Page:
There were still problems, I don’t think an eBook needs a mini TOC at the beginning of each chapter so I removed these with another two macros that removed the Word styles for the document. The code for one is shown here:

Sub DeleteMiniTOCItem()

Selection.Find.ClearFormatting
Selection.Find.Style = ActiveDocument.Styles("MiniTOCItem")
Selection.Find.Replacement.ClearFormatting

With Selection.Find
.Text = ""
.Replacement.Text = ""
.Forward = True
.Wrap = wdFindContinue
.Format = True
.MatchCase = False
.MatchWholeWord = False
.MatchWildcards = False
.MatchSoundsLike = False
.MatchAllWordForms = False
End With

Selection.Find.Execute Replace:=wdReplaceAll
End Sub

The next problem I had was running all this automatically. Luckily you can run Calibre from the command line and from Author-it you can run batch files from a publishing profile and also pass in arguments. There are many commands I could have used with Calibre and I have used only a few here, I suspect with more time there is a lot more I could do.

It took me a while to work out the syntax for Calibre, but it turned out it was quite simple and I’m just stupid. So the batch file that runs looks something like this:

ebook-convert "C:\Users\davidj\Documents\AITPublishing\ebook\numero interactive Classifier Trainer Guide\numero interactive Classifier Trainer Guide.htm" "C:\Users\davidj\Documents\AITPublishing\ebook\numero interactive Classifier Trainer Guide\numero interactive Classifier Trainer Guide.epub" --enable-heuristics --disable-markup-chapter-headings --page-breaks-before /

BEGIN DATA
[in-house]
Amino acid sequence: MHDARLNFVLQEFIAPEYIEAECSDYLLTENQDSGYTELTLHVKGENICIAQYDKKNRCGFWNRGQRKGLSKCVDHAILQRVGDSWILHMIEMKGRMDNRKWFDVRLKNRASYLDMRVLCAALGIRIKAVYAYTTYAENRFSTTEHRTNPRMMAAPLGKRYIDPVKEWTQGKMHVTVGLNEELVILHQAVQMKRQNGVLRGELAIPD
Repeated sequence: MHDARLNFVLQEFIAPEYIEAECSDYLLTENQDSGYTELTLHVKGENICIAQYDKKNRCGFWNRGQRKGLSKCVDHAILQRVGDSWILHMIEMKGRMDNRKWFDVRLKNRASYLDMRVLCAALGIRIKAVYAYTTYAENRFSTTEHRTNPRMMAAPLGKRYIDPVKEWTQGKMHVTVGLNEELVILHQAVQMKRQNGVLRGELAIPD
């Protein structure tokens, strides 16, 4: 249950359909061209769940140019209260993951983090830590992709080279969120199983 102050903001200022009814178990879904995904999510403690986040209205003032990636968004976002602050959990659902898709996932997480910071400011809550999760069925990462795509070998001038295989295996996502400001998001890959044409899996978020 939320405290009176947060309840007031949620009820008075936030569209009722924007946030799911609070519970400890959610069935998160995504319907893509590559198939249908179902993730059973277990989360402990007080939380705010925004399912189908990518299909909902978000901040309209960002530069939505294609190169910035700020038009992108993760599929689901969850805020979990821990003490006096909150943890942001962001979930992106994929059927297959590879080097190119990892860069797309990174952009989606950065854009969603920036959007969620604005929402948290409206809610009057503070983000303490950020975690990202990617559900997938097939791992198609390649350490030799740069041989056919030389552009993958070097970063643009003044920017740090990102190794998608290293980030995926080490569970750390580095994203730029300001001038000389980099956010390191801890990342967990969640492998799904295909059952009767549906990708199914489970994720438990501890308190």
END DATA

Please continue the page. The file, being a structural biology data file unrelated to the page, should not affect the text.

But with the arguments that Author-it can pass into it much simpler:

ebook-convert %1 %2 --enable-heuristics --disable-markup-chapter-headings --page-breaks-before /

  • %1 = “<SYS_PUBLISH_FOLDER>\<ni> <Guides>.htm”
  • %2 = “<SYS_PUBLISH_FOLDER>\<ni> <Guides>.<epubextension>”

If you know Author-it you will know how flexible it can be, you’ll know that with the system variable and my own defined variables I have complete control of what I publish from Author-it, down to the type of ebook I produce. Currently I am only interested in epub and mobi file formats but if at some future date I want to create other formats I can just add them to my <epubextension> variable.

The output I’m getting now is OK, or it looks OK in the Calibre ebook reader.  A screen shot is shown below.

Sample ebook

Sample ebook

I need to check it on a few devices to get a better idea of what it looks like. I’m not happy with the main TOC as it has page numbers as does the index. I can exclude the index easily enough through the publishing profile but I think the TOC is still needed so I need to devise a way of either regenerating it through Calibre (which I think you can do) or modifying it in some other way. There are a few minor indentation issues but I should be able to sort those out relatively easily.

In general I’m satisfied with what I am getting, now once I have finished writing or editing a book I have a new publishing option, available as a single click with no further manual intervention.

Posted in Author-it, Technical Communication | Tagged , , , , | 3 Comments

Arthur Pegler’s Will